With more than 50 percent of Carrboro residents burdened by their rent or mortgage, the Carrboro Board of Aldermen is taking action to make housing more affordable.
“In part we are a victim of our own success,” said Alderman Sammy Slade. “Carrboro is a nice place to live, so a lot of people want to live here, which makes property more expensive.”
- June 2012: The Carrboro Board of Aldermen formed the Affordable Housing Task Force.
- October 2012: The Carrboro Planning Board hosted the Affordable Housing Dialogue series as part of National Community Planning Month.
- November 2012: Residents of Collins Crossing Apartment Homes in Carrboro protest rising rents.
- January 2012: The Board of Aldermen discuss taking over the Collins Crossing complex in order to preserve affordable housing.
On Tuesday, the board heard recommendations for preserving affordable housing in the town. The report’s main goals are increasing the supply and quality of affordable housing units in Carrboro and helping people stay in their current homes.
The report, created by the town planning board and Transportation Advisory Board, consists of 12 recommendations — including establishing a public-private housing trust fund and making the Affordable Housing Task Force a permanent committee.
The North Carolina Housing Coalition and the UNC Department of City and Regional Planning provided research and data to the board and helped facilitate community dialogues in October.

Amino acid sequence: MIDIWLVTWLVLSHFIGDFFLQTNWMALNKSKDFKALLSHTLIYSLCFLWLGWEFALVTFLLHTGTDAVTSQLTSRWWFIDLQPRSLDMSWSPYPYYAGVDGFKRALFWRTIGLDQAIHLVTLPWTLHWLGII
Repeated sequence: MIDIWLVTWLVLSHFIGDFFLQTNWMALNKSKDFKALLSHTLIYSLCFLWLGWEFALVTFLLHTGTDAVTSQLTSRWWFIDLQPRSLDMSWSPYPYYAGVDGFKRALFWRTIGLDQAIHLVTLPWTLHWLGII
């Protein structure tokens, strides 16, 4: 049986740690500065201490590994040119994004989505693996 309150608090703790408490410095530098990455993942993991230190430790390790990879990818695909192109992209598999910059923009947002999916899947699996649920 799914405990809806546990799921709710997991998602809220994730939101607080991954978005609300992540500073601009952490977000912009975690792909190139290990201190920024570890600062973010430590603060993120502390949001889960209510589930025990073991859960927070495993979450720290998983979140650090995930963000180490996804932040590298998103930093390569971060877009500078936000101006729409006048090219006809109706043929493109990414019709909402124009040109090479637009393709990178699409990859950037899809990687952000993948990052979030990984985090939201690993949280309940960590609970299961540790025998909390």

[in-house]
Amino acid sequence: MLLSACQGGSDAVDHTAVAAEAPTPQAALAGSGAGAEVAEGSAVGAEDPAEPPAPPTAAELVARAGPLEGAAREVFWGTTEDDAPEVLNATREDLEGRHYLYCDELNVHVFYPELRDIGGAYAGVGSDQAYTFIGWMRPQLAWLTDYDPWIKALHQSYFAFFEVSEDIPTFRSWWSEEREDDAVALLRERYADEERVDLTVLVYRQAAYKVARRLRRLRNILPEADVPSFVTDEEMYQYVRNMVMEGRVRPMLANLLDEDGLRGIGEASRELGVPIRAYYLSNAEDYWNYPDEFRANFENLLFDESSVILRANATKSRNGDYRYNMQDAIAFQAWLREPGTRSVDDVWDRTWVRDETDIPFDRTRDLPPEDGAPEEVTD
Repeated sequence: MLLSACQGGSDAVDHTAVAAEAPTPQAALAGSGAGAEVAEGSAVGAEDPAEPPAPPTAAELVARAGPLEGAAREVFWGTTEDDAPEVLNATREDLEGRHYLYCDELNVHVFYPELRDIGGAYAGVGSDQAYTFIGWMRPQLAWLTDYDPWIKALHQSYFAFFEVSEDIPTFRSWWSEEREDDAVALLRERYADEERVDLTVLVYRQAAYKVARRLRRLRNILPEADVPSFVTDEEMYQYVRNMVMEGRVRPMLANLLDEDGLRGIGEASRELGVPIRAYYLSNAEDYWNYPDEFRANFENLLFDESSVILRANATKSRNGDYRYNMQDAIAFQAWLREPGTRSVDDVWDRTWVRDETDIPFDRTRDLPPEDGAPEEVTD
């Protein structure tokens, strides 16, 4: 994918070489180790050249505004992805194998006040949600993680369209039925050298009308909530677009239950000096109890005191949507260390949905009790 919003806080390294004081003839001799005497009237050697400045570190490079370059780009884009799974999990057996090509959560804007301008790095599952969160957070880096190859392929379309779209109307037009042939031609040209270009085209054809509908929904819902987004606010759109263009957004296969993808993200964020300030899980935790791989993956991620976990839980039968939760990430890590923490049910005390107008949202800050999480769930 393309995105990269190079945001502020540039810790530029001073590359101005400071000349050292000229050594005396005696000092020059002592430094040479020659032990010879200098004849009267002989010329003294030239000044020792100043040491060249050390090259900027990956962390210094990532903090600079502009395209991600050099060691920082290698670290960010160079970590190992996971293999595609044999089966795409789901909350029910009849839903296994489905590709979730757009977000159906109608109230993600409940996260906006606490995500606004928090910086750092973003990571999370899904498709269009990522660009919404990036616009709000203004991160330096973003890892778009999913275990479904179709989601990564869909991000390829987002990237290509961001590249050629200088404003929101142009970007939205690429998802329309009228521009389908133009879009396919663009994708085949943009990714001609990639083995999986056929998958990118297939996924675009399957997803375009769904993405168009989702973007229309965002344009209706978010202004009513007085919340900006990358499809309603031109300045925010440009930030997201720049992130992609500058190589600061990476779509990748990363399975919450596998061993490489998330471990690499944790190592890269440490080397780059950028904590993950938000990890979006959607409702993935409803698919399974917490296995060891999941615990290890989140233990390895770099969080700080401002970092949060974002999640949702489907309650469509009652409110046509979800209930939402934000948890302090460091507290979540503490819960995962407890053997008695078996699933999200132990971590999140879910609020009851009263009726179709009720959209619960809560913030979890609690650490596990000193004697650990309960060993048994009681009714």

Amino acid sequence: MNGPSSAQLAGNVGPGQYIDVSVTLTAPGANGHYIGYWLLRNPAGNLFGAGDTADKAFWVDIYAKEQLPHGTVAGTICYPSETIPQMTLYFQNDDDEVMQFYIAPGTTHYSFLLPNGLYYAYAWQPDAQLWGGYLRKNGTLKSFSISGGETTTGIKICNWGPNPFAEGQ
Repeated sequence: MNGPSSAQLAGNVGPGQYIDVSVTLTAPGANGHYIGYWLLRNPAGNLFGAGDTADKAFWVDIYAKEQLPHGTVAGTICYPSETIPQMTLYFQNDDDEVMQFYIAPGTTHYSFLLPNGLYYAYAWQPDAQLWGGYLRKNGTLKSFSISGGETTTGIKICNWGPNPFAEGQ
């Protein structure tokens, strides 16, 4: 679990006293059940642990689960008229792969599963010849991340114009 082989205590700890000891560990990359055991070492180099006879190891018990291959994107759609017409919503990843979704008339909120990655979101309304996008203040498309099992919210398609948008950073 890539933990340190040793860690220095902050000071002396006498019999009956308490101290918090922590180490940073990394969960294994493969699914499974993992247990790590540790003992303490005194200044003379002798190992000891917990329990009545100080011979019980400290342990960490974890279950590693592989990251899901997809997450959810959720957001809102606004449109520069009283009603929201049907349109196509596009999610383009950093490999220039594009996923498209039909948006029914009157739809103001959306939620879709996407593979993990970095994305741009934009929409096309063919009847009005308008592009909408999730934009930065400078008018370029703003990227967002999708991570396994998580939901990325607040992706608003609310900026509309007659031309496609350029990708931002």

According to the report, 55 percent of homeowners and 53 percent of renters in Carrboro spend more than 30 percent of their wages on housing.
Slade said one goal of the planning board is to ensure Carrboro residents’ rent or mortgage doesn’t exceed that percentage of their household’s income.
The mean renter wage in Orange County is $9.67 per hour, meaning an average person would have to work 62 hours a week to afford a two-bedroom apartment at fair market rent.
At minimum wage, or $7.25, a person would have to work two jobs to afford this rent.
And at $779, fair market rent is much higher in Orange County than in other parts of the state.
Slade attributes these rates to the attractiveness of Orange County as a place to live, which has increased demand.
“It’s walkable, bikeable, close to the University, has a great school system and there’s free transit,” he said. “These are things that over time have attracted a lot of people to Carrboro.”
But Slade said he has recently noticed a lot of people moving to Durham because it’s more affordable.
Damon Seils, member of the Carrboro Planning Board and Board of Aldermen candidate, said Carrboro’s assets have led to rising property values — another reason why living in Orange County has become less affordable.
The Affordable Housing Task Force will look at the recommendations to determine its next step, Seils said.
And Slade said the task force will have to be creative in addressing the problem.
“As federal money disappears, options become less feasible, and it’s harder to sustain what little we have been doing,” he said.
“The economy has made it even harder when the need for affordable housing is greatest.”
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